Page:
The Tutelary Years of Ray Johnson
In 1948, after three years of study at Black Mountain College (BMC) under Josef Albers and Robert Motherwell, Ray Johnson made the move to New York, following in the footsteps of a long list of BMC avant-garde artists who left behind the blue mountains of Western North Carolina for the urban canyons of Manhattan. For the next decade, Johnson experimented with art—presiding over downtown Manhattan’s “art zoo,” as one critic jokingly put it—addressing the margin through an individual sense of the contemporary highly politicized art scene.
In both settings, first the tight cabal of Black Mountain College, then the downtown art scene in Manhattan, the Pan-like Johnson needed to react to and create out of the people and events swirling around him. “Walking down the street with Ray Johnson,” says artist Billy Name, “all of a sudden you see the world as this wonderful, delightful, joyful, playful place and it doesn't stop…you became part of this joyful world that he lived.” Word soon got out about this playful, sly collagist and postal-art maker, founder and hub of the now famous New York Correspondance School.
An autodidact student of Buddhism and a self-described disciple of John Cage’s cultivation of chance occurrence, Johnson began as a painter but soon turned to cutting works into slices and uniting them with other elements. Johnson’s recycled collages combined canvas strips with text and images from popular culture—James Dean, Marilyn Monroe, Elvis Presley—in a manner that anticipated the 60s Andy Warhol. In her text, Ray Johnson: Correspondences, Donna de Salvo compares Robert Rauschenberg’s Combines to Johnson’s early collages, noting, “If Rauschenberg introduced life into art, Johnson introduced art into life.” After Marcel Duchamp, Ray Johnson was one of the first artists “to utilize instructions for active participation in the artwork into the artwork itself.” His interest “in codes, poetics, and semiotic systems looked back to Duchamp while anticipating the contemporary practice of appropriation.”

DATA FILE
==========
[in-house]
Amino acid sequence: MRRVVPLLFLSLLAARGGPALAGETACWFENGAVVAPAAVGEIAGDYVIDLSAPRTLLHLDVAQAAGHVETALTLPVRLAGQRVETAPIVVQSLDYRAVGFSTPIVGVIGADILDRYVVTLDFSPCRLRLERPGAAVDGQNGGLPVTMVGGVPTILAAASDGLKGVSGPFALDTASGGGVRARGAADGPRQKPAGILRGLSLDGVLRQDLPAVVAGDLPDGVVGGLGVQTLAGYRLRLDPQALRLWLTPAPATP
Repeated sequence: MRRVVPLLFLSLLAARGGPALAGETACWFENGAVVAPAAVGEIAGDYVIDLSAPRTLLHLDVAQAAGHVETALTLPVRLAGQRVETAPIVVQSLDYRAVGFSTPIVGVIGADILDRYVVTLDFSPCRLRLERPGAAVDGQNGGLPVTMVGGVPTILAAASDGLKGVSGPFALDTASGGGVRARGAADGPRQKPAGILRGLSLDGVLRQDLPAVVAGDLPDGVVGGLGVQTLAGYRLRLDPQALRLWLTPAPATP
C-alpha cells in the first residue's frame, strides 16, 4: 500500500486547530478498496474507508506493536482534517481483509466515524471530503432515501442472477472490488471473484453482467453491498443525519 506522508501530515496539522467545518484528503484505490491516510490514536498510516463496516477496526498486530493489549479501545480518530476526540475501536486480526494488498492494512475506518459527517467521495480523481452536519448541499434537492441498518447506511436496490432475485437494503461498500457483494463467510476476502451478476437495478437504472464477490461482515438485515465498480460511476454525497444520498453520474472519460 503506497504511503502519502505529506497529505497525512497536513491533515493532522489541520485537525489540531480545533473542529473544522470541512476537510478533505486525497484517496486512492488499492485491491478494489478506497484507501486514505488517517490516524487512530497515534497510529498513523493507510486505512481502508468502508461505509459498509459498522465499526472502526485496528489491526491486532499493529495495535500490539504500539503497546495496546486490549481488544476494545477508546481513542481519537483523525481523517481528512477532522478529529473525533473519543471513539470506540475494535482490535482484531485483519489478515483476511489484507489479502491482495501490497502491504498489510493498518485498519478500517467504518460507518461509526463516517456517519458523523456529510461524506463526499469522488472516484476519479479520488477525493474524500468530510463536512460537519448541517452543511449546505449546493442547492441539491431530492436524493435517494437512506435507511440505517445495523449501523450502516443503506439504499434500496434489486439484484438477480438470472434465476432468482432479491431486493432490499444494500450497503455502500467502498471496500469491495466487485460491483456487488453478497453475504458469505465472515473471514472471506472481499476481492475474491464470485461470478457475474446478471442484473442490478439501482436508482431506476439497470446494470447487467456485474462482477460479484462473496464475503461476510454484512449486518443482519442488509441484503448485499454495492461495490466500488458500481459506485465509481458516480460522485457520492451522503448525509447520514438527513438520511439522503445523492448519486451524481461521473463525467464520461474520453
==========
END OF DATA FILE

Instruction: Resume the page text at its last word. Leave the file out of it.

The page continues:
Over the next decade, Johnson made a series of anti-rectangle collages. It wasn’t long before Johnson was mailing out collage fragments “for others to use or send on,” letting go authorship (at least in part) and allowing the work to be formed by increasingly random collaborations. No coincidence, then, that Johnson made this creative leap during his transition from Black Mountain to New York City while hanging out with his BMC buddies. Though a vital and experimental community, Black Mountain College was a bit of a mirage, isolated in many ways. For such an event-based artist, the late night dances were great but couldn’t beat the Ur-city’s cornucopia of experience that provided Johnson with such abundance. In both instances, he was surrounded by artist friends and mentors, immersed in their scenes. “With Manhattan as his field,” William S. Wilson writes, “Ray was disciplining himself to find uses for almost any accidental event.”
With all the myth and lore surrounding Ray Johnson and his theatrical suicide, it may seem to a young artist today that Johnson popped, fully formed, out of the head of modern art. But of course, as with all great artists, the young Johnson has his training ground. With our proposed show, “From BMC to NYC: The Tutelary Years of Ray Johnson (1948-1958),” we will trace a circle around a decade of Johnson’s early art, spotlighting his explosion from talented painter and master collagist status to, by the 60s, Grand Dean of Dada & Postal Art. Indeed, Johnson’s time at Black Mountain College can be viewed in retrospect as a platform from which he dove into the vibrant world of New York City and its art world.